An almost 400,000 increase in migration to the UK pushed the population up to a record breaking 66 million last year.
But growth has slowed down significantly since the EU referendum – with the 0.6 per cent increase the lowest since 2004.
The expansion in the 12 months to mid-2017 is roughly equivalent to adding a city the size of Coventry.
Immigration continues to be the main driver of UK population growth. As the ONS notes: ‘Immigration in the year to mid-2017 was still 572,000, broadly in line with the average number of immigrants over the last five years (569,000).’ Our population brief: https://t.co/9A5D31qgb5
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Some 41 per cent of the increase was down to the birth rate exceeding the death rate, the Office for National Statistics said.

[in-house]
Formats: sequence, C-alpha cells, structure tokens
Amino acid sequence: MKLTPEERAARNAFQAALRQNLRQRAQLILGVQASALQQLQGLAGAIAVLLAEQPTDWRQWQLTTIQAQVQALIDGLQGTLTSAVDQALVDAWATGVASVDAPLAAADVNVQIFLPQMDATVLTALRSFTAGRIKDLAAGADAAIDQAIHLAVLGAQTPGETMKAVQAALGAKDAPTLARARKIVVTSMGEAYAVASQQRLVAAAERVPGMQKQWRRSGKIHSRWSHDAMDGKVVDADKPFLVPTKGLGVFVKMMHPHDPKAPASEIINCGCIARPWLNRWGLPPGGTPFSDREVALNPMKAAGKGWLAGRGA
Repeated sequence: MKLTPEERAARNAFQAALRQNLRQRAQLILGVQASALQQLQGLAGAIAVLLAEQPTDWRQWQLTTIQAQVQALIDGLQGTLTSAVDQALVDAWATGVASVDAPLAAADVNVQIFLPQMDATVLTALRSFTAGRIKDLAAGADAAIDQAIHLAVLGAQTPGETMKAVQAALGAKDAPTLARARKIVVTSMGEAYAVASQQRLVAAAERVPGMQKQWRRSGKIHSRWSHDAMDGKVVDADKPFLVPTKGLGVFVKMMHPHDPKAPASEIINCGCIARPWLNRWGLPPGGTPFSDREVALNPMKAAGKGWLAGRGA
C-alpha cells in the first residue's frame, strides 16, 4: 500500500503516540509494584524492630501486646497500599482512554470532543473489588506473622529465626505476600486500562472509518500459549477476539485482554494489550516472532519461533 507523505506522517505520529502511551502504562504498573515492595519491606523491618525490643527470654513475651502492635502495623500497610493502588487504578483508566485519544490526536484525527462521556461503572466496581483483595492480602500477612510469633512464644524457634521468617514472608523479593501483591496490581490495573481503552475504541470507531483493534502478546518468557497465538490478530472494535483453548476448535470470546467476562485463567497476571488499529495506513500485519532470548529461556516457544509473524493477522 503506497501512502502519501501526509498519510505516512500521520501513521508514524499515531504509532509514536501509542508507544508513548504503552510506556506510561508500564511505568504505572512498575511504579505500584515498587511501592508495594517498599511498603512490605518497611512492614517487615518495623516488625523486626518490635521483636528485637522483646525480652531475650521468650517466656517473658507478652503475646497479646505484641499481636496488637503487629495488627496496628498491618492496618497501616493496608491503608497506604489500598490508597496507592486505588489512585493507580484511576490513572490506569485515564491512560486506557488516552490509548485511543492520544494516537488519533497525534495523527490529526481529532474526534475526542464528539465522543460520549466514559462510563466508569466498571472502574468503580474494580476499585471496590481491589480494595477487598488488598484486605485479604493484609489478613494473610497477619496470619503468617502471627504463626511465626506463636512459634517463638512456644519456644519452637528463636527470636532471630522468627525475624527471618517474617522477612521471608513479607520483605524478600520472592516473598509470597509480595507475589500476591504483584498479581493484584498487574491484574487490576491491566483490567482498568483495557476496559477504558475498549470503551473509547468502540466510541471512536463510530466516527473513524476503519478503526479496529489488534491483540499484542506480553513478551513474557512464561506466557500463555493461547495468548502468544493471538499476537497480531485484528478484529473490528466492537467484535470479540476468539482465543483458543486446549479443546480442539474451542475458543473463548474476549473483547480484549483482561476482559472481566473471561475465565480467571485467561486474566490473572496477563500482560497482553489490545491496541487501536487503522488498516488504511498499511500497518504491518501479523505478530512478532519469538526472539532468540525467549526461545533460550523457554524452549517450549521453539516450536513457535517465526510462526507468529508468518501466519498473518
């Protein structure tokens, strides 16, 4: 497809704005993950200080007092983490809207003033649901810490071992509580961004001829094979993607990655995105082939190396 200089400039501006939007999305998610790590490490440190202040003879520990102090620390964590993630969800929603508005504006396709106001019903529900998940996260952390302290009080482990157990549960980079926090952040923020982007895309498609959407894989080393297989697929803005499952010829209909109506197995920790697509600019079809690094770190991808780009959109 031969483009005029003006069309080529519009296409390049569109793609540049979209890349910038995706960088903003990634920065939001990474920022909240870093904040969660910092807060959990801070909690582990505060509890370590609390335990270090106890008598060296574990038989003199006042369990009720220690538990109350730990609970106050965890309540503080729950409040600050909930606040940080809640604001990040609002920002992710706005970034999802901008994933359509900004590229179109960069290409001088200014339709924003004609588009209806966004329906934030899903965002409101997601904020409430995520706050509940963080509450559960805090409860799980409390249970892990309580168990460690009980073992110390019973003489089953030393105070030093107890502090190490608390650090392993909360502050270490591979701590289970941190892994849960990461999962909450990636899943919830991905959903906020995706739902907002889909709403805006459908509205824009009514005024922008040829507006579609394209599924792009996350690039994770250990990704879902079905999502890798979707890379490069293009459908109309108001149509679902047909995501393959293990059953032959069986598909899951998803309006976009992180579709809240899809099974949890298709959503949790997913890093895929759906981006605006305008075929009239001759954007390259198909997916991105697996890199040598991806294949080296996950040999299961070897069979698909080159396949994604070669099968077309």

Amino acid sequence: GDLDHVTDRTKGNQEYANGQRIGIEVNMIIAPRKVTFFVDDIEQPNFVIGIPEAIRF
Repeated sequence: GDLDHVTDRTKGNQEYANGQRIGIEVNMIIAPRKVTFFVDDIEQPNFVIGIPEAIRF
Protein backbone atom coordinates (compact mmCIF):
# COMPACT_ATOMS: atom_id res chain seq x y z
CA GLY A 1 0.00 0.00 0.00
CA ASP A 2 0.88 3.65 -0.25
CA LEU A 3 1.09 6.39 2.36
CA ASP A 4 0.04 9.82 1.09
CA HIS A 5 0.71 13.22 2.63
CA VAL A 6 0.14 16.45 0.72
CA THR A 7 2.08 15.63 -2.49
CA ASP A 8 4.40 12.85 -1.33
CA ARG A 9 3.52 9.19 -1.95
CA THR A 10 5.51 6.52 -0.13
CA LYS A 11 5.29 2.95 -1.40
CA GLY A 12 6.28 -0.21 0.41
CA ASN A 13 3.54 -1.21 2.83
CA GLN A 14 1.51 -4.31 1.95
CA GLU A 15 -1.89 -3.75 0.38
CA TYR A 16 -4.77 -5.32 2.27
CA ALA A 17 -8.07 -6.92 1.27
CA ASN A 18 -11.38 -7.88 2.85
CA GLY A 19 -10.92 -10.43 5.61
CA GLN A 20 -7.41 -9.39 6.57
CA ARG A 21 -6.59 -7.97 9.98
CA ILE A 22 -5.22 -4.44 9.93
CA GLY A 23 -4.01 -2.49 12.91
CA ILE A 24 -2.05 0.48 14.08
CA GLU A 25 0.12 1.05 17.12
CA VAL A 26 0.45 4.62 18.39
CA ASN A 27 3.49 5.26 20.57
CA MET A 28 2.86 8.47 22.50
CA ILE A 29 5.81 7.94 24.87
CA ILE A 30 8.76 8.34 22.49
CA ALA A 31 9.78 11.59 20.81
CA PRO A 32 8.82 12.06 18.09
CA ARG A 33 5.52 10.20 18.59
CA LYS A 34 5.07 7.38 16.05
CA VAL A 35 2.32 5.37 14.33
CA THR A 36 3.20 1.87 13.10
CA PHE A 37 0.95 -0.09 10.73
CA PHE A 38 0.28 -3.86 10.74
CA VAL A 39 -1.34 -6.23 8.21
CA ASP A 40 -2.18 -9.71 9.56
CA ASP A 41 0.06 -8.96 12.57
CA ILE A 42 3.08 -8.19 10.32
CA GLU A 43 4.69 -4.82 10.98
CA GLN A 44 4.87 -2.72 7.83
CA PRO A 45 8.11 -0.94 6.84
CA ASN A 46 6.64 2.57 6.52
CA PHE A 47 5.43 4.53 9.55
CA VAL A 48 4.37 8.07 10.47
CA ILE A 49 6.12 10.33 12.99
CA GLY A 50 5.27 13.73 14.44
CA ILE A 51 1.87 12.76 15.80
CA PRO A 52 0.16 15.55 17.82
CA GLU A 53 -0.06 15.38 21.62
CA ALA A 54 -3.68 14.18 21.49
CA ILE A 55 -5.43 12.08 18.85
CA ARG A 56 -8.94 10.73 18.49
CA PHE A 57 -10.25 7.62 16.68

The other 59 per cent was due to net international migration.
Europe’s migration crisis: Could it finish the EU? https://t.co/yohsVt0FOL
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London saw the sharpest slowdown, with the increase slumping from 1.19 per cent in the previous year to 0.63 per cent.
England as a whole saw numbers go up by 0.64 per cent or 351,400, while the level in Scotland and Wales were much lower at 0.37 per cent and 0.39 per cent respectively.
The figures also set out the bulge in the age of the population as the Baby Boomer generation move into their later years.
Nearly 12million residents were aged 65 or over – 18.2 per cent of total.